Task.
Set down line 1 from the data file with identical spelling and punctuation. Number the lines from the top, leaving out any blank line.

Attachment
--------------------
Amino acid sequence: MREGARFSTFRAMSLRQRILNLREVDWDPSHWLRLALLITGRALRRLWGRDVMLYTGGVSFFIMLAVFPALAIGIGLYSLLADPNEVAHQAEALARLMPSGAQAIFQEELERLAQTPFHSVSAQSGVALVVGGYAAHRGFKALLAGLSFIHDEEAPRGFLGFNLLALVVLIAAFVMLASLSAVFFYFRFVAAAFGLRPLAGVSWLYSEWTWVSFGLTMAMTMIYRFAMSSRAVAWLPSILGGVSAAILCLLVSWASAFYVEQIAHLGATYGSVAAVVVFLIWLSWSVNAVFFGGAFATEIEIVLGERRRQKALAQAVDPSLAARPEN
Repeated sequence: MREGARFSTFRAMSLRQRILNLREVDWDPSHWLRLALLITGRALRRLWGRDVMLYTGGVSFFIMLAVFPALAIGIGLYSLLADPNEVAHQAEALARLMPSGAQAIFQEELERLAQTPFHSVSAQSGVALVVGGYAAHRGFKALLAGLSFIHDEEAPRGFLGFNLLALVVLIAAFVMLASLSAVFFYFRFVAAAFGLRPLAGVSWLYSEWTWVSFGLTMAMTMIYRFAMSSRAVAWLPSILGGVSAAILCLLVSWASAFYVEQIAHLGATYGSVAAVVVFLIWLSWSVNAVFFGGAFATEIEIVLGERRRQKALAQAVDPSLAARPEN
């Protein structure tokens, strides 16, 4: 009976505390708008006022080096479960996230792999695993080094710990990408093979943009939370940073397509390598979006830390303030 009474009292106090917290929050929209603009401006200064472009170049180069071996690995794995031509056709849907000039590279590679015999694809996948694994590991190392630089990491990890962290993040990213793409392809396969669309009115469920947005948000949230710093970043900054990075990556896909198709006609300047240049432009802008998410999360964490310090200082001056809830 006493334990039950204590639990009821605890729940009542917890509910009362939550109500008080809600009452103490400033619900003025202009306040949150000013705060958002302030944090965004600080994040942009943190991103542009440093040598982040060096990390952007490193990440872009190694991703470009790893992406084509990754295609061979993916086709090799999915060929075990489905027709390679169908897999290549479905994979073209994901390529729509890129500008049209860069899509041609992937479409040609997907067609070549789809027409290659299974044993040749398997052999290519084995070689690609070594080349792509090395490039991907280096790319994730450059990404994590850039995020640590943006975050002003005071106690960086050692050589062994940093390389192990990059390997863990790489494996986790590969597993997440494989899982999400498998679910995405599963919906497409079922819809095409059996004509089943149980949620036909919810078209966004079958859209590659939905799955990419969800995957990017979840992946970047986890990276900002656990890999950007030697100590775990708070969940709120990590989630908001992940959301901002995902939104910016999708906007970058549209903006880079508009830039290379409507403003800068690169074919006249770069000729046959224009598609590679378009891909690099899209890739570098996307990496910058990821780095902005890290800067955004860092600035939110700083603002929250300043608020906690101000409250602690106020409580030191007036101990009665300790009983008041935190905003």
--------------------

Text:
Amino acid sequence: MREGARFSTFRAMSLRQRILNLREVDWDPSHWLRLALLITGRALRRLWGRDVMLYTGGVSFFIMLAVFPALAIGIGLYSLLADPNEVAHQAEALARLMPSGAQAIFQEELERLAQTPFHSVSAQSGVALVVGGYAAHRGFKALLAGLSFIHDEEAPRGFLGFNLLALVVLIAAFVMLASLSAVFFYFRFVAAAFGLRPLAGVSWLYSEWTWVSFGLTMAMTMIYRFAMSSRAVAWLPSILGGVSAAILCLLVSWASAFYVEQIAHLGATYGSVAAVVVFLIWLSWSVNAVFFGGAFATEIEIVLGERRRQKALAQAVDPSLAARPEN